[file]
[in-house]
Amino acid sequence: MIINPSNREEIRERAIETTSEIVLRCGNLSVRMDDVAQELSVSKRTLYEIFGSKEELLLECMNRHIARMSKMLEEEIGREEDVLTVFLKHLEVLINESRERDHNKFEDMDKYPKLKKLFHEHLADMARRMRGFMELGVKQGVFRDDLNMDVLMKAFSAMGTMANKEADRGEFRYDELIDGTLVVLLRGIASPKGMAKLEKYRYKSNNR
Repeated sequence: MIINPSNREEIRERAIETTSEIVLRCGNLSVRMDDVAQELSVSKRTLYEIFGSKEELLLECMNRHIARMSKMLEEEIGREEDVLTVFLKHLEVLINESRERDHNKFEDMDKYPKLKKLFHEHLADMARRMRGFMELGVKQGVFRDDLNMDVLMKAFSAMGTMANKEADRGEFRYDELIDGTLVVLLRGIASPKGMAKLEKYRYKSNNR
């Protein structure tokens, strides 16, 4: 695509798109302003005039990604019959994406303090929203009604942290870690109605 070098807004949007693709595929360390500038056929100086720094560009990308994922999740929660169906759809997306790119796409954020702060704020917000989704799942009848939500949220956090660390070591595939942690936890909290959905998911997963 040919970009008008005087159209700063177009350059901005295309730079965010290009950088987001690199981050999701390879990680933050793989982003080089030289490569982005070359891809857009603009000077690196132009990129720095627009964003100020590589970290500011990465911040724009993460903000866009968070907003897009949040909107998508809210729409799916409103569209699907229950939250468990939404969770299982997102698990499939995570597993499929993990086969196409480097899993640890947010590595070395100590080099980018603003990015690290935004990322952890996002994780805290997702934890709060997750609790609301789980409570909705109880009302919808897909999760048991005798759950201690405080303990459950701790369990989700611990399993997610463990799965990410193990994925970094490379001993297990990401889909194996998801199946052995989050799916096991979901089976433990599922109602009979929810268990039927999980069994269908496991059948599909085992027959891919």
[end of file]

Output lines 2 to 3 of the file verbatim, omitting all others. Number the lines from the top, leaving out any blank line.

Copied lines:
Amino acid sequence: MIINPSNREEIRERAIETTSEIVLRCGNLSVRMDDVAQELSVSKRTLYEIFGSKEELLLECMNRHIARMSKMLEEEIGREEDVLTVFLKHLEVLINESRERDHNKFEDMDKYPKLKKLFHEHLADMARRMRGFMELGVKQGVFRDDLNMDVLMKAFSAMGTMANKEADRGEFRYDELIDGTLVVLLRGIASPKGMAKLEKYRYKSNNR
Repeated sequence: MIINPSNREEIRERAIETTSEIVLRCGNLSVRMDDVAQELSVSKRTLYEIFGSKEELLLECMNRHIARMSKMLEEEIGREEDVLTVFLKHLEVLINESRERDHNKFEDMDKYPKLKKLFHEHLADMARRMRGFMELGVKQGVFRDDLNMDVLMKAFSAMGTMANKEADRGEFRYDELIDGTLVVLLRGIASPKGMAKLEKYRYKSNNR